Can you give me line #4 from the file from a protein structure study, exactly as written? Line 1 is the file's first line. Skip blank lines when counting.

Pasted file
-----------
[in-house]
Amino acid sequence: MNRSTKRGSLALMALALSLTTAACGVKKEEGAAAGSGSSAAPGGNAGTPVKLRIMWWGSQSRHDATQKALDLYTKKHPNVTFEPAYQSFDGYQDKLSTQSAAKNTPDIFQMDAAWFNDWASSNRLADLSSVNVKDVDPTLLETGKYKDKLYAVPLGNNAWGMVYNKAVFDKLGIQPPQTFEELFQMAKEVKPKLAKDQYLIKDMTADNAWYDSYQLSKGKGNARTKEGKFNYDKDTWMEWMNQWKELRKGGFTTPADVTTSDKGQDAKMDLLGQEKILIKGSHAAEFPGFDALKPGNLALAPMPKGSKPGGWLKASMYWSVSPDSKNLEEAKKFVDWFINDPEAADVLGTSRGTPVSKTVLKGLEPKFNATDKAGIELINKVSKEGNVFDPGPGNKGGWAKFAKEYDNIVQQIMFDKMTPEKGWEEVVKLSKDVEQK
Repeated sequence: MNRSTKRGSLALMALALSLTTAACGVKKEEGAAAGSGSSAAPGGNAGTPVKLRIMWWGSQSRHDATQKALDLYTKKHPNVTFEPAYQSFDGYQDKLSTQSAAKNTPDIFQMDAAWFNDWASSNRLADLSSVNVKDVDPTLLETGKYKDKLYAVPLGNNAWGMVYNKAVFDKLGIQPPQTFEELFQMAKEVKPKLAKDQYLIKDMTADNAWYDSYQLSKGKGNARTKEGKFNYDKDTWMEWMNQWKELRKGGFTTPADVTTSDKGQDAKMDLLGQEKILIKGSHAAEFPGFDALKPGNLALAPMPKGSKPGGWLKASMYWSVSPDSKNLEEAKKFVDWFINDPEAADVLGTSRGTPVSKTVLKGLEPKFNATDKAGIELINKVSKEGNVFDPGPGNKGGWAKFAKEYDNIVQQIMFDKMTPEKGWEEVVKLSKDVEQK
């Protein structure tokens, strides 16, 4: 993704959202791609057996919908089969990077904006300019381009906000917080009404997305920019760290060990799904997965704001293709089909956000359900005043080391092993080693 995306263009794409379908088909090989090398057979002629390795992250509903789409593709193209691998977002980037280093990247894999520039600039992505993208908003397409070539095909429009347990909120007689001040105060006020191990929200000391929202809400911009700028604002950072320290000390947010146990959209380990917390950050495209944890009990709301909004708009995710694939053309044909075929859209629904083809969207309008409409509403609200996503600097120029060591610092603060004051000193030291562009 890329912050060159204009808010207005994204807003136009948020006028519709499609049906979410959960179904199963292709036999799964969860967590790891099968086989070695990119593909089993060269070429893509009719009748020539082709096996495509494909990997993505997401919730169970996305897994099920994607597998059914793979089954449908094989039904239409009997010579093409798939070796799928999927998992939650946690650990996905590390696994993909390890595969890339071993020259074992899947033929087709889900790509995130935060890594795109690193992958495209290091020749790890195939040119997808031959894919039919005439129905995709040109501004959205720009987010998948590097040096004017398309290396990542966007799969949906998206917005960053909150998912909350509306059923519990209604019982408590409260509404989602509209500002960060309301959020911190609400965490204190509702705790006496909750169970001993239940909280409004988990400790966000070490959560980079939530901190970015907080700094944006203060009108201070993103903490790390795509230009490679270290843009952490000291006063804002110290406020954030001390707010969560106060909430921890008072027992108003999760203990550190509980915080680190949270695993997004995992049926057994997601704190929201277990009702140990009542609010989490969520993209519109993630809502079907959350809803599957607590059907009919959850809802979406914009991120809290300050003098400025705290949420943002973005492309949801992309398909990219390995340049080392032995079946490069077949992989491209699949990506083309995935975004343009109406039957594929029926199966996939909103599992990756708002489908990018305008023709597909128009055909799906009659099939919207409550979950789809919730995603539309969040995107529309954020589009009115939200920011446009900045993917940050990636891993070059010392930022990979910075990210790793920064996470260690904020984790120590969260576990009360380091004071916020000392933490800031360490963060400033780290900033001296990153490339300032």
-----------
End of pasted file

């Protein structure tokens, strides 16, 4: 993704959202791609057996919908089969990077904006300019381009906000917080009404997305920019760290060990799904997965704001293709089909956000359900005043080391092993080693 995306263009794409379908088909090989090398057979002629390795992250509903789409593709193209691998977002980037280093990247894999520039600039992505993208908003397409070539095909429009347990909120007689001040105060006020191990929200000391929202809400911009700028604002950072320290000390947010146990959209380990917390950050495209944890009990709301909004708009995710694939053309044909075929859209629904083809969207309008409409509403609200996503600097120029060591610092603060004051000193030291562009 890329912050060159204009808010207005994204807003136009948020006028519709499609049906979410959960179904199963292709036999799964969860967590790891099968086989070695990119593909089993060269070429893509009719009748020539082709096996495509494909990997993505997401919730169970996305897994099920994607597998059914793979089954449908094989039904239409009997010579093409798939070796799928999927998992939650946690650990996905590390696994993909390890595969890339071993020259074992899947033929087709889900790509995130935060890594795109690193992958495209290091020749790890195939040119997808031959894919039919005439129905995709040109501004959205720009987010998948590097040096004017398309290396990542966007799969949906998206917005960053909150998912909350509306059923519990209604019982408590409260509404989602509209500002960060309301959020911190609400965490204190509702705790006496909750169970001993239940909280409004988990400790966000070490959560980079939530901190970015907080700094944006203060009108201070993103903490790390795509230009490679270290843009952490000291006063804002110290406020954030001390707010969560106060909430921890008072027992108003999760203990550190509980915080680190949270695993997004995992049926057994997601704190929201277990009702140990009542609010989490969520993209519109993630809502079907959350809803599957607590059907009919959850809802979406914009991120809290300050003098400025705290949420943002973005492309949801992309398909990219390995340049080392032995079946490069077949992989491209699949990506083309995935975004343009109406039957594929029926199966996939909103599992990756708002489908990018305008023709597909128009055909799906009659099939919207409550979950789809919730995603539309969040995107529309954020589009009115939200920011446009900045993917940050990636891993070059010392930022990979910075990210790793920064996470260690904020984790120590969260576990009360380091004071916020000392933490800031360490963060400033780290900033001296990153490339300032």